If you’re self employed and have questions about your NICs, you should speak to an accountant or tax advisor. They’ll be able to give you specific advice about your situation. This is a complex area, so it’s important to get professional advice if you’re unsure about anything.

FAQ

I’m self employed – do I need to pay National Insurance?

Yes, you need to pay National Insurance contributions (NICs) to HM Revenue and Customs (HMRC).

How much does a self employed person have to pay in National Insurance?

The amount of NICs you pay each year depends on how much profit your business makes – you can find out more about this on the HMRC website.

What happens if I don’t pay National Insurance when self employed?

If you don’t pay your NICs when you’re self employed, you’ll have to pay a penalty.

When do I need to pay National Insurance as a self-employed person?

You usually have to make your first payment by the end of January following the end of the tax year in which you become liable. For example, if you become liable in the tax year 2020 to 2021, you’ll need to make your first payment by 31 January 2022.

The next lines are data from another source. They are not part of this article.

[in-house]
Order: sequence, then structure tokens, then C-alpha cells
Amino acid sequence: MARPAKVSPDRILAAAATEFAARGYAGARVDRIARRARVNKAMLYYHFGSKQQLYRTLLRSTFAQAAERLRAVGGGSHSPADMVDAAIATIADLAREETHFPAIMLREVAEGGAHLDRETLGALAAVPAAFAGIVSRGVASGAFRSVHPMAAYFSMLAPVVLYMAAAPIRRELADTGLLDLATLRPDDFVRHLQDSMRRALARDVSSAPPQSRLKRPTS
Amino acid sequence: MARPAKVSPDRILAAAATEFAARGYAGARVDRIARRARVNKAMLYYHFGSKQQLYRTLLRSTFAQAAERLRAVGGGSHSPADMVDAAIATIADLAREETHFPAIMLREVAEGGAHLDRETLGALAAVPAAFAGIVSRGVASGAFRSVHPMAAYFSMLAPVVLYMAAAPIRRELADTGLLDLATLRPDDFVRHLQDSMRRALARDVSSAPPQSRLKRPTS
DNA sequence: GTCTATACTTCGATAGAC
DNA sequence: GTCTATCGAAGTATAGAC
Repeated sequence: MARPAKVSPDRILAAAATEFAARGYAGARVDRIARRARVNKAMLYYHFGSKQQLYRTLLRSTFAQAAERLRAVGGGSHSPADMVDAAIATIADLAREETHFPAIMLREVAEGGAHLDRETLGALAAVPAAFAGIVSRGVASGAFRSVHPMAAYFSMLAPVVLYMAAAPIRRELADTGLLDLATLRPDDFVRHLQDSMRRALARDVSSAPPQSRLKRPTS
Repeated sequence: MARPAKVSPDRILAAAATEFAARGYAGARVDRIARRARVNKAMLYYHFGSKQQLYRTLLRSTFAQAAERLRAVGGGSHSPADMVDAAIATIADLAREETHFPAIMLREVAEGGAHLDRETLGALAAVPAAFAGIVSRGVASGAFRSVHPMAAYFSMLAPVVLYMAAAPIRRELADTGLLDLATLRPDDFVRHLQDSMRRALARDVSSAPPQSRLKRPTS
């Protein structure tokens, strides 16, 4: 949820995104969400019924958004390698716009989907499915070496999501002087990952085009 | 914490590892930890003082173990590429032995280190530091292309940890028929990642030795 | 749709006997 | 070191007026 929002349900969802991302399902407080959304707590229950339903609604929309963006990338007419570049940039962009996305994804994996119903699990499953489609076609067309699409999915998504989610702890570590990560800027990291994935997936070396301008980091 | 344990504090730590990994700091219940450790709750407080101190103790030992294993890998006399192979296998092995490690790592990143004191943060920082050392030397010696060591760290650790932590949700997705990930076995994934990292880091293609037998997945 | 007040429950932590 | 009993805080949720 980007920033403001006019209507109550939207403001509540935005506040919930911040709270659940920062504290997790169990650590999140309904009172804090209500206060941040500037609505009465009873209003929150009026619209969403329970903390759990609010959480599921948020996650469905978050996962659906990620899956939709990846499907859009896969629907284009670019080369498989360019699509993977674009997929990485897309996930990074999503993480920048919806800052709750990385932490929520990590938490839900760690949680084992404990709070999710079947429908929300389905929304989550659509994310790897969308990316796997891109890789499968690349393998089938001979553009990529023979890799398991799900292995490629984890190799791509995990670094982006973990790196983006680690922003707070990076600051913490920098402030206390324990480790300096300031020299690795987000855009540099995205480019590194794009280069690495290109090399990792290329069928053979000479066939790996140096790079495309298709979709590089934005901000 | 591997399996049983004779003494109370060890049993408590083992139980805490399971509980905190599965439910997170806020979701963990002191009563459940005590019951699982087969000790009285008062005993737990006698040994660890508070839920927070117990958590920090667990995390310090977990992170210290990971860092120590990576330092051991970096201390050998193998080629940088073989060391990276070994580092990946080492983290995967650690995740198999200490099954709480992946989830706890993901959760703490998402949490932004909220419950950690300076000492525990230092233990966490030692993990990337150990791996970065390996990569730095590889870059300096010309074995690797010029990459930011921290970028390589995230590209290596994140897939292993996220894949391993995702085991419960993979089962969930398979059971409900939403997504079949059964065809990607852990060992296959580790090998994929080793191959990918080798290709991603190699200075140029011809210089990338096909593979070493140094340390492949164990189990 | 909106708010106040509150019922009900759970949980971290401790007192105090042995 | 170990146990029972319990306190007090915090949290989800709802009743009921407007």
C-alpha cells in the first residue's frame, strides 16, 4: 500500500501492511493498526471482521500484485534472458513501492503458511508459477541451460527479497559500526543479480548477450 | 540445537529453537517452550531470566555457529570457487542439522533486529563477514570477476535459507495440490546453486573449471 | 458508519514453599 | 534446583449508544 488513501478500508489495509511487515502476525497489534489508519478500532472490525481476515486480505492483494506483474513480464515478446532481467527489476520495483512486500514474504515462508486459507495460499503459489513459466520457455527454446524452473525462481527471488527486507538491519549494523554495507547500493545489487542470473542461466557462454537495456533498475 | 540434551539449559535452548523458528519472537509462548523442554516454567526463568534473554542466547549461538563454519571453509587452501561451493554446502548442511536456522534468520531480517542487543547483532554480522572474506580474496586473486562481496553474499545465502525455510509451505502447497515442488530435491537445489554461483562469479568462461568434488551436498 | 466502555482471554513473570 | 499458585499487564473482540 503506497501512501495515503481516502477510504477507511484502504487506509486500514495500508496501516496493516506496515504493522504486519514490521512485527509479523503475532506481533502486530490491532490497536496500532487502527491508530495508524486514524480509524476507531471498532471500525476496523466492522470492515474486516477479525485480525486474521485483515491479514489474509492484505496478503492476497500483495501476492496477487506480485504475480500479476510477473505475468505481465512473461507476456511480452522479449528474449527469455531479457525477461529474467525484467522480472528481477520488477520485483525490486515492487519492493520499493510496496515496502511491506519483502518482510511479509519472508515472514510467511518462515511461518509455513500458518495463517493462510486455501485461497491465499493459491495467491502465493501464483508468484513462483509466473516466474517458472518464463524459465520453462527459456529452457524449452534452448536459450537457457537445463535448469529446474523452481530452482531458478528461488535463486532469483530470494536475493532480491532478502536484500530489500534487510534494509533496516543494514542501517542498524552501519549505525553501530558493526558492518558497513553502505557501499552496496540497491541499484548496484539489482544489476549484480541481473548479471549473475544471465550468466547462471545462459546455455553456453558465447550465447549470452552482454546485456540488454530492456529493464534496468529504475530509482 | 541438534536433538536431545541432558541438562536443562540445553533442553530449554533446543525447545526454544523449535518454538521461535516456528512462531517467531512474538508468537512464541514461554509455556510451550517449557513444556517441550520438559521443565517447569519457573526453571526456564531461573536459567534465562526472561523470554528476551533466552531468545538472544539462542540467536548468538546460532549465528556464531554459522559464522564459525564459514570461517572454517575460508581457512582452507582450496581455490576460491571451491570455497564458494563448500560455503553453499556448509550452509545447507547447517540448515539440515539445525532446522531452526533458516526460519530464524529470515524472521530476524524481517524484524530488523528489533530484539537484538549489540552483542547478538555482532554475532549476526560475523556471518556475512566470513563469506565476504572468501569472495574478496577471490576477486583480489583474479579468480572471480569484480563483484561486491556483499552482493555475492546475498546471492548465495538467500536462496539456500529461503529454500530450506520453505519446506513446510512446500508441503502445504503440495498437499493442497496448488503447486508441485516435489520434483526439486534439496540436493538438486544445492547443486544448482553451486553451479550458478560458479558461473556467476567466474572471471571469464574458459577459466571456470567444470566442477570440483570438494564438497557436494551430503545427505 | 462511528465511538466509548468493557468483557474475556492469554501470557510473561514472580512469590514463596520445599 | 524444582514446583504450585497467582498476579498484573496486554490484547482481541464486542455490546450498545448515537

How can I pay National Insurance as a self-employed person?

You can choose to pay your NICs monthly or yearly. The deadline for payment is the same regardless of how you choose to pay – 31 January following the end of the tax year.

Where can I find more information on self employed National Insurance?

You can find more information on the HMRC website.

I’m having trouble paying my National Insurance – what should I do?

If you’re having trouble paying your National Insurance, you should contact HMRC as soon as possible.

What is National Insurance?

National Insurance is a system of taxes and contributions in the UK that provides certain benefits for employees, self-employed people, and retirees.

What types of National Insurance does a self employed person have to pay?

There are two types of NIC that a self employed person has to pay: Class 2 and Class 4.

How does this differ to an employed person?

An employed person only has to pay Class 1 National Insurance.

What is the difference between Class 2 and Class 4 National Insurance?

Class 2 NICs are a flat rate, while Class 4 NICs are a percentage of your profits.

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Important – The information provided in our articles is intended to be for general purpose use only, and not advice for you or your business. We strive to publish accurate information, but encourage you to fact-check and seek expert guidance. We recommend that you always speak to a qualified professional to get advice about how to operate your business under your specific requirements and circumstances.